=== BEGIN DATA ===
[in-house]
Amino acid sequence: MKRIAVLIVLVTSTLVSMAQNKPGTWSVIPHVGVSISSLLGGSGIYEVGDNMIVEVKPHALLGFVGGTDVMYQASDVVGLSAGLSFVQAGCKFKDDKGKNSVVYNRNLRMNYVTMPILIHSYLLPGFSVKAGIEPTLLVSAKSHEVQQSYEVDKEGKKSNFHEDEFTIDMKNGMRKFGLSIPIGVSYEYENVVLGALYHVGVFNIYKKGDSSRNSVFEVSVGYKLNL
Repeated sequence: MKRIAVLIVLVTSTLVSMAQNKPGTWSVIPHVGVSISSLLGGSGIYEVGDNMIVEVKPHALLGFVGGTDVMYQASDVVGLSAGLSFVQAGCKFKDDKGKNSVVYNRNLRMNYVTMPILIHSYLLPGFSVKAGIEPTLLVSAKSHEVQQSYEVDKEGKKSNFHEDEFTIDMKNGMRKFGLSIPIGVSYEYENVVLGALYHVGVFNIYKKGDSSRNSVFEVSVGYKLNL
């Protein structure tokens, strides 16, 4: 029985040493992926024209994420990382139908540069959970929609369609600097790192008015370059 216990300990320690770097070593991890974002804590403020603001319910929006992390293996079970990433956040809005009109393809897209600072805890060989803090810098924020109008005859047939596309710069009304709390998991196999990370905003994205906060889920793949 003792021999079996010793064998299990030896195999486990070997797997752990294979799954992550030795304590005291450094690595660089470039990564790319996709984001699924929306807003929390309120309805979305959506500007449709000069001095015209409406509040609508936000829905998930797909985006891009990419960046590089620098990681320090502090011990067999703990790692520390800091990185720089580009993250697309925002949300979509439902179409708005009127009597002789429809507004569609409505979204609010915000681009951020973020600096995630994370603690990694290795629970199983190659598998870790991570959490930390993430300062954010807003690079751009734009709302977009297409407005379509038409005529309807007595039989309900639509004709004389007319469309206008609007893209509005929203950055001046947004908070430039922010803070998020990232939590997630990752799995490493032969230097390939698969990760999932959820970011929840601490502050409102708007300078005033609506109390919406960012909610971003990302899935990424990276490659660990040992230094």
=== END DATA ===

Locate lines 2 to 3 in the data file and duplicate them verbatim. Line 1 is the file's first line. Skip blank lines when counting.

Amino acid sequence: MKRIAVLIVLVTSTLVSMAQNKPGTWSVIPHVGVSISSLLGGSGIYEVGDNMIVEVKPHALLGFVGGTDVMYQASDVVGLSAGLSFVQAGCKFKDDKGKNSVVYNRNLRMNYVTMPILIHSYLLPGFSVKAGIEPTLLVSAKSHEVQQSYEVDKEGKKSNFHEDEFTIDMKNGMRKFGLSIPIGVSYEYENVVLGALYHVGVFNIYKKGDSSRNSVFEVSVGYKLNL
Repeated sequence: MKRIAVLIVLVTSTLVSMAQNKPGTWSVIPHVGVSISSLLGGSGIYEVGDNMIVEVKPHALLGFVGGTDVMYQASDVVGLSAGLSFVQAGCKFKDDKGKNSVVYNRNLRMNYVTMPILIHSYLLPGFSVKAGIEPTLLVSAKSHEVQQSYEVDKEGKKSNFHEDEFTIDMKNGMRKFGLSIPIGVSYEYENVVLGALYHVGVFNIYKKGDSSRNSVFEVSVGYKLNL